“The North African Maghreb countries of Algeria, Morocco and Tunisia—seemed to have stalled out in their revolutionary zeal,” said the report.
Rabat – Morocco’s position in the 2019 Fund for Peace Fragile States Index (FSI) is no better than its 2018 score.
The report, previously called the Failed State Index, ranked Morocco 78th most fragile out of 178 countries with a total score of 73 points. The score puts Morocco in the “elevated warning” zone.
Fund for Peace bases its FSI rankings on 12 indicators in four broad categories: Cohesion, economic, political, and social and cross-cutting indicators.
Morocco scored worst in the “group grievance” indicator with 8.5 points out of 10. The indicator focuses on social disparities and “schisms between different groups in society.”
Morocco also scored poorly in “human flight and brain drain” with 7.9 points. The category looks at the “economic impact of human displacement.”
Morocco scored best in the “security apparatus” indicator with 5.2 points, owing to its reinforced security mobilization. The category considers “security threats to a state, such as bombings, attacks, and battle-related deaths.”
The report also looks at nine other indicators: Economic decline, factionalized elites, state legitimacy, uneven development, public services, human rights and rule of law, demographic pressures, refugees and IDPs, and external intervention.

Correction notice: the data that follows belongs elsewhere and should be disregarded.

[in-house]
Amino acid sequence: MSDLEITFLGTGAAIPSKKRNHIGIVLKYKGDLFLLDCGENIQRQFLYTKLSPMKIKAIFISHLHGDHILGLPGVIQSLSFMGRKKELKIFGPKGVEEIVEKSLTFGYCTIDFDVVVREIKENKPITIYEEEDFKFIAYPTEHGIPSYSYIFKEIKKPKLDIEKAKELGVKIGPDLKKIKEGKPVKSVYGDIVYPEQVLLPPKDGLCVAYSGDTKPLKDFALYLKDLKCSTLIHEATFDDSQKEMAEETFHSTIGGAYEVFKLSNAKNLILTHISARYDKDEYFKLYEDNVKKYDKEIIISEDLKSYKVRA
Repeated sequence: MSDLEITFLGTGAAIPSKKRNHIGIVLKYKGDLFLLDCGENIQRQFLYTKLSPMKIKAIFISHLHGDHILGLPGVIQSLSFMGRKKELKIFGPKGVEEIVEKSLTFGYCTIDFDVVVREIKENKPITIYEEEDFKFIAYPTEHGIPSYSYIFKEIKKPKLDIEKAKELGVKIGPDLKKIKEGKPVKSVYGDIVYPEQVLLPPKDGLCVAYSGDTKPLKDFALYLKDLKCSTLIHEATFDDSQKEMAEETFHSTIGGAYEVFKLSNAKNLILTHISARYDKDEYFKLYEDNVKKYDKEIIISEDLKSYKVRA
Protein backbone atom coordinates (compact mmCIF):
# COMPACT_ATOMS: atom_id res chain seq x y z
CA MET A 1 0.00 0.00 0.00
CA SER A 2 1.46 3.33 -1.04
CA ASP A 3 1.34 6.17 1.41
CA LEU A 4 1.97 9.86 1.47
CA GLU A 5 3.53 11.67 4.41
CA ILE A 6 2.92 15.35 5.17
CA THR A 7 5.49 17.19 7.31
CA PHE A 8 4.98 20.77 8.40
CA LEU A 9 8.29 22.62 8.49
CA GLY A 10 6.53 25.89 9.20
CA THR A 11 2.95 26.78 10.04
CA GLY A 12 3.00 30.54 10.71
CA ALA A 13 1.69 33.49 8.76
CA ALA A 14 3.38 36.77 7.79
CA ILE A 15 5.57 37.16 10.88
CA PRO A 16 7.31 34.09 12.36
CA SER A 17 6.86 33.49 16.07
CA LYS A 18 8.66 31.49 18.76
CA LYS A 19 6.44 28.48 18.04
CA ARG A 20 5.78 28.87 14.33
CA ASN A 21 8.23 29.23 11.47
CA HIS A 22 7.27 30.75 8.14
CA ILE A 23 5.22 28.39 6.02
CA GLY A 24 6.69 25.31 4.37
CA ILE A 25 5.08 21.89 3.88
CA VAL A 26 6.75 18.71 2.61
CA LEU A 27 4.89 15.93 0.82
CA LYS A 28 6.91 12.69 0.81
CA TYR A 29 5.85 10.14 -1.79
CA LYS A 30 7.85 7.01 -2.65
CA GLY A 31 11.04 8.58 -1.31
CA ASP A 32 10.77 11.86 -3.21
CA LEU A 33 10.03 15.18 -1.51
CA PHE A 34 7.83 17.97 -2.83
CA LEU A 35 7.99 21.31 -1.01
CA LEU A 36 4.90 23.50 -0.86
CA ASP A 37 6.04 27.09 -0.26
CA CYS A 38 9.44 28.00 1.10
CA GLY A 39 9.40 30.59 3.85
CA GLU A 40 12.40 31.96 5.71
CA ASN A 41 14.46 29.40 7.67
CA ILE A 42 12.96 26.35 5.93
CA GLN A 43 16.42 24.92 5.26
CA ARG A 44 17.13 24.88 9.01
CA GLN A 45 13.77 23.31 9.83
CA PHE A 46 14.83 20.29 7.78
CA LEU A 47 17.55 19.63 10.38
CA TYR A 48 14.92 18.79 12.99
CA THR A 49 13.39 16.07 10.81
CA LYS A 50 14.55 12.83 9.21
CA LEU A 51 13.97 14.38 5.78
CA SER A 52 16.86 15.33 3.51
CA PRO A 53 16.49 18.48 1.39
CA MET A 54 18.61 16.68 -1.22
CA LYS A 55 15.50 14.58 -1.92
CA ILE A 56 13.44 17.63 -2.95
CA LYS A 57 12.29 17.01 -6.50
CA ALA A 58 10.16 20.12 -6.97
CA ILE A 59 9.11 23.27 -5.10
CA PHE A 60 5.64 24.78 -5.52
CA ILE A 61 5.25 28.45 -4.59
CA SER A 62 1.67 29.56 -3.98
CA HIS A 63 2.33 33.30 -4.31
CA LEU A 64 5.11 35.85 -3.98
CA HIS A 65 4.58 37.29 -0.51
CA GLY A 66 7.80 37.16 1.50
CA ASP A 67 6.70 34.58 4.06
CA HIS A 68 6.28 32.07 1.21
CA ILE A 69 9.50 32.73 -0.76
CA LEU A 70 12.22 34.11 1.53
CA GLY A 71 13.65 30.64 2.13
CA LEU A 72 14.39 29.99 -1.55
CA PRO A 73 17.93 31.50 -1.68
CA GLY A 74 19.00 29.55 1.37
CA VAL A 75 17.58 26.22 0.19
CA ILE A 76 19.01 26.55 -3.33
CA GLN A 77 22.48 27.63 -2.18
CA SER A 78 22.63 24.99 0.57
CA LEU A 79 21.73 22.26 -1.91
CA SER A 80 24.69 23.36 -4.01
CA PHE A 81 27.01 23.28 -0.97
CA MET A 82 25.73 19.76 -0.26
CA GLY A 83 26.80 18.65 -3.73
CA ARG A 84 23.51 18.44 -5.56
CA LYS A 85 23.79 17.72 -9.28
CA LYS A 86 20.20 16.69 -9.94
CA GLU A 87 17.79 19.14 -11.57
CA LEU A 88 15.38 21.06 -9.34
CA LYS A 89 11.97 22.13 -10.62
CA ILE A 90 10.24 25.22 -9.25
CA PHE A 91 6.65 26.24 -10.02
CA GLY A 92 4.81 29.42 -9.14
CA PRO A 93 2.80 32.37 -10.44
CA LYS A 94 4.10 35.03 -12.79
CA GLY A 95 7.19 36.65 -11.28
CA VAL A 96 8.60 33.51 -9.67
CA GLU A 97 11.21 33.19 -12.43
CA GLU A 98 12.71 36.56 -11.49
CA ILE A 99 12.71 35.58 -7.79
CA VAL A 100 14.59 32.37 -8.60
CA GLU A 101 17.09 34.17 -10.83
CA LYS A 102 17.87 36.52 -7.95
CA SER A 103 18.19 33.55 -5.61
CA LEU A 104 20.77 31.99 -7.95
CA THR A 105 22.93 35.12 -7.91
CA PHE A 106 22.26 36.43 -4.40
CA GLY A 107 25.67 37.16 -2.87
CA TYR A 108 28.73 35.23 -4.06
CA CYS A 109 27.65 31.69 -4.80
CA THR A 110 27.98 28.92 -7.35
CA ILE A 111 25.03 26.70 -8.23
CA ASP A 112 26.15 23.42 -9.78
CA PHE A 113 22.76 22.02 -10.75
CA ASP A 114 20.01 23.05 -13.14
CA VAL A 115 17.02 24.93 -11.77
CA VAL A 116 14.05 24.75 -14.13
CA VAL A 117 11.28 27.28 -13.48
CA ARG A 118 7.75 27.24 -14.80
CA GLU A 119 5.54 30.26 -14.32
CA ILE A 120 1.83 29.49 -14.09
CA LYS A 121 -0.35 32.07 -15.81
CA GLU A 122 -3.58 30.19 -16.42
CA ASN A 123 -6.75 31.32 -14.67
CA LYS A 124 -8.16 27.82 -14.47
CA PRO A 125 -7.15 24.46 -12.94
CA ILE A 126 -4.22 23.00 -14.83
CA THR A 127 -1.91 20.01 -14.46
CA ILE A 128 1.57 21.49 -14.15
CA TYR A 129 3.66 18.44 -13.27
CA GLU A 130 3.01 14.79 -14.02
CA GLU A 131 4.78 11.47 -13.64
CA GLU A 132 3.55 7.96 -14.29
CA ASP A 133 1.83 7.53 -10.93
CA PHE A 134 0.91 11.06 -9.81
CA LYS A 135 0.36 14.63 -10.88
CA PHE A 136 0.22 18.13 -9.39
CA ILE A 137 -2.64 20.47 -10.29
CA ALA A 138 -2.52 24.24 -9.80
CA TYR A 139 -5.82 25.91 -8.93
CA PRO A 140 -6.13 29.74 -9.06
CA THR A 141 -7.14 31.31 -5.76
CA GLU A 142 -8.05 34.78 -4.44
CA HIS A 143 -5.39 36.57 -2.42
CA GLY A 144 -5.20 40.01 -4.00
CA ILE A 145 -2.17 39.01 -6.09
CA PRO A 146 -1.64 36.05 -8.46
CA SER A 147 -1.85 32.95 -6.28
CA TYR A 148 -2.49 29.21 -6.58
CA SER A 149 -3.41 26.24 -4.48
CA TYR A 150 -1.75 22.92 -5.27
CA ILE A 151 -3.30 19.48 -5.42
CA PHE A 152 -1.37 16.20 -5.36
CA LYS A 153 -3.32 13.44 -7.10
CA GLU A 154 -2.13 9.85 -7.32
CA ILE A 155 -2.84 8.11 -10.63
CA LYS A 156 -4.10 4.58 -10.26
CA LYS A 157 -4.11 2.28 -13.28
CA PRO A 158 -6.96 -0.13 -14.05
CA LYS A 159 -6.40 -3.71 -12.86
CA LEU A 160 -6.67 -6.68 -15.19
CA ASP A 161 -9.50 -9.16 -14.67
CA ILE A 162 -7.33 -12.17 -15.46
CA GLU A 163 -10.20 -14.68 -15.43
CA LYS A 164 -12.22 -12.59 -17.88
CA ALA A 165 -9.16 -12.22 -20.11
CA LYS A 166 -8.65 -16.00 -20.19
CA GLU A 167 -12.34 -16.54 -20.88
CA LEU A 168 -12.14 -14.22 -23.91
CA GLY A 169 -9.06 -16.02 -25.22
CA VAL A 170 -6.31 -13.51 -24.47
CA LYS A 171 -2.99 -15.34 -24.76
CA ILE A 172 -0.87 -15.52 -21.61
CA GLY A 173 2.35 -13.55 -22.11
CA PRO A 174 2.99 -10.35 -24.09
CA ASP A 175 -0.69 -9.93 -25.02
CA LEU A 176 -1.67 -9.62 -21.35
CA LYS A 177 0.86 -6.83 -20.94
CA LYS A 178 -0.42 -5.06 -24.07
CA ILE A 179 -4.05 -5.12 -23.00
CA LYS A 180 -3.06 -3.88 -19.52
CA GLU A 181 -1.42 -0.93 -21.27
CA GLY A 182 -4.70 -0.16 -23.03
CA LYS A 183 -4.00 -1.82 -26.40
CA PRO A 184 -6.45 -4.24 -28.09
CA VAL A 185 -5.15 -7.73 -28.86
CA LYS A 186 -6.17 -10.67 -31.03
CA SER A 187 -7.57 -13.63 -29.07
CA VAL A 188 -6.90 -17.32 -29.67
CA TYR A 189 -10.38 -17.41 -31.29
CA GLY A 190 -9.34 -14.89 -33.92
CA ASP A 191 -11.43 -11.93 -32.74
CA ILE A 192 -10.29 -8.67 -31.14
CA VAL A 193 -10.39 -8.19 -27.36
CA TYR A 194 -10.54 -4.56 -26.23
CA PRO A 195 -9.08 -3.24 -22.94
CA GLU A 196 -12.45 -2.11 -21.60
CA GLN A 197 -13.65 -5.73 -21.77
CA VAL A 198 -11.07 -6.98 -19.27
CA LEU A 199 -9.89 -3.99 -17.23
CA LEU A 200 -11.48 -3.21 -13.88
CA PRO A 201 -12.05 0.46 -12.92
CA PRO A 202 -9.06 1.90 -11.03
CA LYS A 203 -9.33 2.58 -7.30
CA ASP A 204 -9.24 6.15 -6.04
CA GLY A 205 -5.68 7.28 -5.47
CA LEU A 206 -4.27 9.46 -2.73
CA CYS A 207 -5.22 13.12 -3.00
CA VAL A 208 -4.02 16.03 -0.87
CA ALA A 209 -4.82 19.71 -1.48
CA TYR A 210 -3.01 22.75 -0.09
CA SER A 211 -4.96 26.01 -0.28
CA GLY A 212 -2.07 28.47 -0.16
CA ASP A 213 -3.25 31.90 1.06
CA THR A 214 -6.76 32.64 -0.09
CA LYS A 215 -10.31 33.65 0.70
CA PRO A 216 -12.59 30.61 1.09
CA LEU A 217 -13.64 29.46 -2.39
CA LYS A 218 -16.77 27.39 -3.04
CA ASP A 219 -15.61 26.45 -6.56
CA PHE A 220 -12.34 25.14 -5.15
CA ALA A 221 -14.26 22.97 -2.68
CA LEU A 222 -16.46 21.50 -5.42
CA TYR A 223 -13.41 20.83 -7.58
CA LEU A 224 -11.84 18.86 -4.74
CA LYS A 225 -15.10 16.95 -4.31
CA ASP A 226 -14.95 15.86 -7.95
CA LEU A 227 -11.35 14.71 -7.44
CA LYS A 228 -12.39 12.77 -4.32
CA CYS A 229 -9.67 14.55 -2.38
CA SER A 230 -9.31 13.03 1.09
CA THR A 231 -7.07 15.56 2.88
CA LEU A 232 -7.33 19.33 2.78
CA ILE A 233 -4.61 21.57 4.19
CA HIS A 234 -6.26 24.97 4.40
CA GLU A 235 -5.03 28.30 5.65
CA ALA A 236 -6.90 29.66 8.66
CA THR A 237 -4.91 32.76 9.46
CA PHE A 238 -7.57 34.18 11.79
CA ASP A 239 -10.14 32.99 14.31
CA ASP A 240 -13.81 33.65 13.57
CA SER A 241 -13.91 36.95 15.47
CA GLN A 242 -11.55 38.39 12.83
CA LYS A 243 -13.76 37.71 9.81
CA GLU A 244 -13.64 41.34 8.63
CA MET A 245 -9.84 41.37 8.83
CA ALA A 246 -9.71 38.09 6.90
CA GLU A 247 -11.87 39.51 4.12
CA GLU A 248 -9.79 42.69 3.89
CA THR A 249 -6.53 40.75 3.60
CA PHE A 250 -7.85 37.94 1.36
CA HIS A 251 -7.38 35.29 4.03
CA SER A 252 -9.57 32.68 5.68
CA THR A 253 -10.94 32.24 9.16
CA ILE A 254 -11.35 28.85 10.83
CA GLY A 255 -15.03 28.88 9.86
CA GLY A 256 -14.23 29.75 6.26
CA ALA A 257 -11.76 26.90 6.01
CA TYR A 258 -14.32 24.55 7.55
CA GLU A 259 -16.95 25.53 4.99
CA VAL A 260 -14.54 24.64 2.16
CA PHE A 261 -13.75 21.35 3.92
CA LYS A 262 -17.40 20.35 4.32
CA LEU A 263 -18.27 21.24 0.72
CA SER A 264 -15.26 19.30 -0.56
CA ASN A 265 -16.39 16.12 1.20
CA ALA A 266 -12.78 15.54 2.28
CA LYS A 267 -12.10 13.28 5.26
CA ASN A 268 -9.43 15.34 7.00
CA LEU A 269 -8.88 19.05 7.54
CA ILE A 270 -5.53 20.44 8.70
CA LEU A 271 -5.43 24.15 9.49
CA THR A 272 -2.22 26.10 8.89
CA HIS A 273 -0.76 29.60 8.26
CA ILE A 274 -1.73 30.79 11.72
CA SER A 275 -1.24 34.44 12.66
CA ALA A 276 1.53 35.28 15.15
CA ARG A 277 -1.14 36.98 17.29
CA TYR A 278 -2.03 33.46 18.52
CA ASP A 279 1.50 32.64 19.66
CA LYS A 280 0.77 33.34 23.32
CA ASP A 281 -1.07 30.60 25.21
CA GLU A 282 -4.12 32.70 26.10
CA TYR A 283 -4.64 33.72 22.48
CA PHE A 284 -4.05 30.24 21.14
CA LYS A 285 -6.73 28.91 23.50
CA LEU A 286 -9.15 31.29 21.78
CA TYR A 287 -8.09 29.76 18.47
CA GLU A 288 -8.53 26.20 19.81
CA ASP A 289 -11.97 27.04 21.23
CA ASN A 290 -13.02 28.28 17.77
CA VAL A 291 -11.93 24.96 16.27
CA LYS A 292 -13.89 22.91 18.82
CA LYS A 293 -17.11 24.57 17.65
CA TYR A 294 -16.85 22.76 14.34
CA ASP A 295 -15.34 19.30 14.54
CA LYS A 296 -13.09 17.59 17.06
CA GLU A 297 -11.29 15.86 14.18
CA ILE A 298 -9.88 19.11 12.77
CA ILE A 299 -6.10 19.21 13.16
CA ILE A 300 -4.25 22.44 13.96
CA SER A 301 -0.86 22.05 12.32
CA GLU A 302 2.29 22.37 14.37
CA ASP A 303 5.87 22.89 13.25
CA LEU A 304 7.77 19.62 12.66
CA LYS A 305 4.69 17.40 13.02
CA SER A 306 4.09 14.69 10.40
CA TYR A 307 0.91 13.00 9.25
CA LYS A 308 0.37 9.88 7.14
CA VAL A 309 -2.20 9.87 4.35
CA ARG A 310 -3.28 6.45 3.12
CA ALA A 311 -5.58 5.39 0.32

The report spoke about migration issues in North Africa, especially in Algeria, Morocco, and Tunisia, noting that many seek to immigrate for better economic conditions in Europe.
“This trend, also known as ‘brain drain,’ and reflected in the Human Flight/Brain Drain indicator on the FSI, can be slow to change, but the effects are no less devastating, particularly to countries aspiring to democratic transitions,” said the report.
The argument in the report backs other surveys, which indicate that the majority of Moroccan young people would like to emigrate for better living conditions because of a lack of job opportunities.
Moroccan jobs website Rekrute said that 91% of Moroccan professionals aged 35 and younger are interested in working abroad to secure better work conditions and quality of life.
In addition to Rekrute, a survey from a Moroccan marketing agency found that 40% of Moroccans want to leave the country.
Commenting on the 2011 Arab Spring in Morocco, the index said the North African country “managed to stave off the spiraling violence that gripped much of the Arab world” in the uprising.
The report also recalled the mass protests in 2016 and 2017 that Morocco faced, known as the Hirak Rif, after the death of fishmonger Mohcine Fikri in Morocco’s northern Al Hoceima province.
The report said that the protests and the arrest of Hirak Rif activists drew thousands of Moroccans to the streets to demand economic adjustments and reforms.
The report acknowledged that the government was willing to make some reforms to end the crisis. However, despite the government’s “lip service” to reforms, the general population “has seen little or no benefits.”
The crisis in Algeria and Tunisia were also part of the report, which highlighted the ongoing mass protests opposing Bouteflika and the impact of the Tunisian revolution.
Algeria ranked 72nd most fragile, while Tunisia ranked 95th out of the 178 countries.
“Morocco, for its rising levels of group grievance, still appears willing to tolerate, and occasionally give into, popular protests and demands for reforms,” said the report.